Many of us want to drink less, but still relish unwinding with a wine or beer in hand. Help is finally at hand for this classic conundrum.
In the past few years, a burgeoning market has sprung up in producing familiar styles of drinks that are traditionally intoxicating, capturing most of the flavour yet without any or most of the alcohol content.
What’s the big deal about drinking?
We all know that we should limit ourselves to two standard drinks a day to avoid long-term health costs. Maybe you have one drink in the airport lounge and another with dinner, so you’re all good, right? But a serving of beer or wine may be more than one standard drink.
Two drinks might not seem much, but it adds up over the longer term. Alcohol increases your risk of heart disease, diabetes, weight gain, sexual and fertility problems, and several types of cancer. Ironically, while stress is a common reason to reach for a drink, drinking can impact your mental health too.
Alcohol also puts physical stress on your body. It makes it harder to be on the ball in a busy job. And when you fly, excess consumption exacerbates the symptoms of jet lag and travel fatigue.
Why we’re cutting back
Better health is the key motivator for half of those cutting back, according to a 2019 poll by the Foundation for Alcohol Research and Education. We're now drinking less often: only a quarter of Australians drink on three days or more a week , down from a third in 2010.
Having a trusty alternative to alcohol is also handy when there’s an early flight or key meeting after the Christmas party, when you’re driving, or if your companion can’t drink
With an alcohol-free alternative, you can still unwind with the ritual of a drink, or feel social with something in hand that’s refined and full-flavoured.
Non-alcoholic drinks can actually improve your health
Many non-alcoholic drinks are the very familiar beer, wine or spirits, just with the alcohol removed afterwards.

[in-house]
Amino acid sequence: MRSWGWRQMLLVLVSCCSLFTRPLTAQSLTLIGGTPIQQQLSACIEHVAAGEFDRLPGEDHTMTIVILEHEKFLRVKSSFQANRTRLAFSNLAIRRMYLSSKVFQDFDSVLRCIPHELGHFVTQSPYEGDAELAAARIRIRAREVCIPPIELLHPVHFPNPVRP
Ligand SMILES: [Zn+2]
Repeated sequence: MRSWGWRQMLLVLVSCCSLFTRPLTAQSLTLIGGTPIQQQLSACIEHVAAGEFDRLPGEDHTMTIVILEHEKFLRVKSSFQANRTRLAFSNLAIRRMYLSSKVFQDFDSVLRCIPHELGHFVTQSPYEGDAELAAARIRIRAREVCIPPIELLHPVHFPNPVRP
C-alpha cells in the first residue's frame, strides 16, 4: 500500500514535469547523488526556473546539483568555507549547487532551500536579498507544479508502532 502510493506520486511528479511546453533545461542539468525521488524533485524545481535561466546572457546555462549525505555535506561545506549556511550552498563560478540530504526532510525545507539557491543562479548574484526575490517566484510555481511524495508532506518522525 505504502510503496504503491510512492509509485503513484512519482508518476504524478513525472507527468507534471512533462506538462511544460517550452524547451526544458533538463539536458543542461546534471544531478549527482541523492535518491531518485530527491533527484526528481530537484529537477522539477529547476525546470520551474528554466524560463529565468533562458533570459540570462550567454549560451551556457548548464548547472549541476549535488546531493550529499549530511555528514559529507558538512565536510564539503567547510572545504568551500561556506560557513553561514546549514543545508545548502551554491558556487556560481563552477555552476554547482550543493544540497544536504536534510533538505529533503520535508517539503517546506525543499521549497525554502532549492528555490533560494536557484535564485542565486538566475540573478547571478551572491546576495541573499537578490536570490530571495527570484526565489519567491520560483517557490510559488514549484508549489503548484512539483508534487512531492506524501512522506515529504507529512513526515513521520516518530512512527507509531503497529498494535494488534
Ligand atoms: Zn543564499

Without the alcohol, they obviously carry fewer health risks. What you might not realise is they also have a fraction of the calories of the boozy version. Plus far less sugar than those other non-drinking staples, soft drink or juice.
It’s not just about what’s left out of non-alcoholic alternatives that makes them healthier. All beer and wine contain chemical substances that are good for you. For example, you get polyphenolic compounds and phenolic acids from the grains and hops in beer. From wine, you get polyphenols such as resveratrol and quercetin (especially reds). These compounds work as antioxidants to combat damage to your body’s cells – without alcohol undoing their good work.
A 2019 study showed promising health benefits from drinking a beer a day, provided it was non-alcoholic. For a month, 35 people drank one non-alcoholic beer at lunch every day. Five months later, they did it again with a classic beer every day.
Both types of beer improved their gut health via the diversity of their gut bacteria. Researchers saw increases in several helpful bacteria, including those reported to produce weight loss in humans.
The non-alcoholic beer also lowered participants’ fasting blood sugar level, while alcoholic beer raised it. The alcoholic version lead to an increase in the participants’ waist circumference and blood pressure, but the non-alcoholic beer didn’t. Storing fat around your abdominal organs is not just a bad look, but a clear risk factor for chronic disease.
What to try
The no-alcohol beer and wine segment has been around for a while, but was a niche until comparatively recently. Significant growth is expected to continue. As a result, we have a larger range of higher-quality products to choose from.
For example, Dan Murphys has almost 70 non-alcoholic alternatives available online. Specialist store Alcofree has even more in their range – around 90 drinks, include mulled wine and cider.
Which are worth trying? In wines, Edenvale’s Shiraz and Sparkling Cuvee have reviewed favourably. So have Maggie Beer’s Sparkling Chardonnay and Sparkling Ruby Cabernet.
If you’re a beer drinker, Carlton Zero was voted the best tasting non-alcoholic beer in a blind tasting by consumer organisation Choice. From Germany, non-alcoholic versions of Bitburger and Holsten are also well regarded. Then for something different there’s the craft beer by Indigenous-owned Queensland brewer, Sobah. It uses native Australian flavours like finger lime and pepperberry.
Sydney-based ALTD Spirits creates 'micro-batch' distilled spirits using Australian natives and botanicals: for example, its gin-style tipple includes wattleseed, red gum bark, dark roasted cocoa, lemon myrtle and desert lime.
In the UK, Seedlip has recently released its pre-mixed aperitif Nogroni (think Negroni, without the alcohol). For whisky lovers, Pernod Ricard’s new offering is a dark spirit called Celtic Soul.
With so many options, it’s good to know you can still indulge in something special when the occasion arises – without the short- or long-term effects.